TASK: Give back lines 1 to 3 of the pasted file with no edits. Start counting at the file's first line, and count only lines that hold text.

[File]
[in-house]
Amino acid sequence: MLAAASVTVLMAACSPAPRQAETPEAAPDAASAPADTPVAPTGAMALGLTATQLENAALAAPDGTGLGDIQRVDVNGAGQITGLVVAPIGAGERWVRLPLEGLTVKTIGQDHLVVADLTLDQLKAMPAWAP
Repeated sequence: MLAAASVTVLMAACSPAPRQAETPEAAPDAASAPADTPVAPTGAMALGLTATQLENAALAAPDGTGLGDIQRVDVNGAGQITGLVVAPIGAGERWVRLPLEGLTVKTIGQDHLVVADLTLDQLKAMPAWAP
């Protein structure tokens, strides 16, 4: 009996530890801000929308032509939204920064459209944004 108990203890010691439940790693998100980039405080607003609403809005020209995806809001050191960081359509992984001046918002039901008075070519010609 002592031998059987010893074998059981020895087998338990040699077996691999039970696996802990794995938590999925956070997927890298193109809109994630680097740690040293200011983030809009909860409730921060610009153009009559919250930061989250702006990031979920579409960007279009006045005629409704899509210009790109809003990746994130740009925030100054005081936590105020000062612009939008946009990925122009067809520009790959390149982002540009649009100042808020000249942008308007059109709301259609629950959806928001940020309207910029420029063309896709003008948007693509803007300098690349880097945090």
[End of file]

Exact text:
[in-house]
Amino acid sequence: MLAAASVTVLMAACSPAPRQAETPEAAPDAASAPADTPVAPTGAMALGLTATQLENAALAAPDGTGLGDIQRVDVNGAGQITGLVVAPIGAGERWVRLPLEGLTVKTIGQDHLVVADLTLDQLKAMPAWAP
Repeated sequence: MLAAASVTVLMAACSPAPRQAETPEAAPDAASAPADTPVAPTGAMALGLTATQLENAALAAPDGTGLGDIQRVDVNGAGQITGLVVAPIGAGERWVRLPLEGLTVKTIGQDHLVVADLTLDQLKAMPAWAP